Once you’ve designated a space for working out, you already have a wealth of no-equipment exercise options at your disposal, including countless variations of the pushup, squat, lunge, sit-up, plank, and bridge that will keep you busy and challenged for a long, long time. For some of the best bodyweight-only workouts you can do, check out the library of programs on Openfit.
In Scotland, budding warriors lift clach cuid fir — manhood stones (which are actual stones despite their cheeky name). In prison, convicts lift stacks of newspapers. Military units stationed abroad lift kegs, buckets of gravel, and jugs of water.
Lifting implements don’t have to be fancy to be brutally effective. Arguably, the tougher something is to hold and heft, the more effective it can be at building functional strength.
But if you’ve got some money to spend and no interest in lugging a 200-pound clach cuid fir into your garage, pony up for whatever heavy stuff interests you. Here are some of your best choices.
There are two varieties: the new-school type that adjust with the twist of a knob or the movement of a pin, and the old-school ‘bells you load up with plates like mini-barbells. One offers ease of use, the other saves money.
Our top picks:
Bowflex Selettech 552 Dumbbells ($300/pair). Adjustable from 5-52 pounds with the turn of a dial.
Powerblock Pro 50 Set ($429/pair). Adjustable from 5 to 50 pounds with the movement of a pin.
York Fitness Cast Iron Dumbbells ($120/pair). Adjustable from 5-45 pounds.
Another item you’ll never outgrow. These come in two types — the one-inch diameter variety, usually 4-6 feet long, that uses thinner plates with a one-inch hold, and the classic 7-foot, 45-pound Olympic bar with the rotating, 2-inch diameter sleeves on each end. Go for the latter and you’ll never buy another bar again.
Our top pick: FringeSport Wonder Bar ($189).
A medicine ball can be used in place of weights for exercises such as like the lunge, squat, and rotational chop. More important, though, it allows you to perform explosive, upper-body moves like throws and smashes — terrific for building power and three-dimensional athleticism. They’re also a hell of a lot of fun.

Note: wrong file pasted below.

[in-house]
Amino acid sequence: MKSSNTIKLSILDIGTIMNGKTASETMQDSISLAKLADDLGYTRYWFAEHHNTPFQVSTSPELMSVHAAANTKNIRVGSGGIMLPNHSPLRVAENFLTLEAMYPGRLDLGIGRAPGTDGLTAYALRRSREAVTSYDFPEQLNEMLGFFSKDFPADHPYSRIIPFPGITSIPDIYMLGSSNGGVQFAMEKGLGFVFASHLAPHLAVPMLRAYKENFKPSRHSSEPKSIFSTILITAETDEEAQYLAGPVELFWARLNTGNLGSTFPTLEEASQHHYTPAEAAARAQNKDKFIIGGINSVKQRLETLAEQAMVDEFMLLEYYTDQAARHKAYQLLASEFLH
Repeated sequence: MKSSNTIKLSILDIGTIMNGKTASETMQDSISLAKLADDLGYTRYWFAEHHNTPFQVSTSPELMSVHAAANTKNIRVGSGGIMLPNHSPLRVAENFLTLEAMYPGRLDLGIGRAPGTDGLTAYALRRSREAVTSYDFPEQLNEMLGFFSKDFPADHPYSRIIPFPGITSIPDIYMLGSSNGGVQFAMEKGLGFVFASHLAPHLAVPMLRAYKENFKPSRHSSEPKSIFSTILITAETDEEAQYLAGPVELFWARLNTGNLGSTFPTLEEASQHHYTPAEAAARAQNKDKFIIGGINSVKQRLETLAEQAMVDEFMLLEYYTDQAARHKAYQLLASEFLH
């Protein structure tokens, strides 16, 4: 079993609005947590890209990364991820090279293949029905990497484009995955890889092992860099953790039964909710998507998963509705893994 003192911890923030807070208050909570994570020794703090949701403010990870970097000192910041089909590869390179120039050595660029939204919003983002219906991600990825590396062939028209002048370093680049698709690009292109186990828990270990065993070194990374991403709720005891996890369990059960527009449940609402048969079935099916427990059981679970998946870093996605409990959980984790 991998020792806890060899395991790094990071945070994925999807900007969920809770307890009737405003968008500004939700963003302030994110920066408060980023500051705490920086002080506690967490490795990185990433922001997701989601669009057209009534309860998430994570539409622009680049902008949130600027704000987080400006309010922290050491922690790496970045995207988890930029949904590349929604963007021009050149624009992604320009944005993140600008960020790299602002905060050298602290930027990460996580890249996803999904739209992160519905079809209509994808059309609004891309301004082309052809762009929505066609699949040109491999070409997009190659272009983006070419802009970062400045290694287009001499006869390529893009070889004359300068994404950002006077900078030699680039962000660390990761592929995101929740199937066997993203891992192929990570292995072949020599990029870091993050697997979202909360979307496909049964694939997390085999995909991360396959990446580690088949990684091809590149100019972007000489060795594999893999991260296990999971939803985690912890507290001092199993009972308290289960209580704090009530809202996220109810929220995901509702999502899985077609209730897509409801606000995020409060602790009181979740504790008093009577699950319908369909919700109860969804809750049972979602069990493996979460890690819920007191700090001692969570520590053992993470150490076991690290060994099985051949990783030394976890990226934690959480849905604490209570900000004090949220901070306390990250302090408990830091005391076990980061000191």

Med balls come in two major types: one that bounces back, and one that doesn’t. Choose the bouncy kind, and get two: a five- and 10-pounder for women, a 10 and a 15 for men. Buy heavier ones as you get stronger.
Our top pick: Valeo — prices vary by size.
Exercise bands are the opposite of weights; whereas dumbbells are clunky, cumbersome, heavy, and pricey, bands are convenient, portable, lightweight, and cheap. Bands are versatile — use them for strength-building movements like the row, face pull, glute bridge, and pushdown, as well as rehab, flexibility, and activation exercises like the clamshell, external rotation, and pull-apart.
One downside: exercise bands do wear out — so consider buying new, and going with high-quality options.
Our favorite: NT Loops. Longer, stronger, more durable, and more comfortable than most other bands out there. More expensive too, but worth it. A pair of bands — one heavier, one lighter: $89.
When the TRX Suspension Trainer came out in 2004, it was touted as the only piece of equipment you’d ever need. That’s a bit of an overstatement, but get one anyway (or something like it), for one main reason: bodyweight rows.
Thanks to TRX and the handful of other suspension trainers now on the market, this exercise — great for building oft-neglected back muscles and keeping your shoulders healthy — has become a staple exercise for many top trainers. But once you have a suspension trainer in your equipment arsenal, you’ll quickly discover the boon this brand of instability training can be for boosting athletic performance and functional, total-body strength.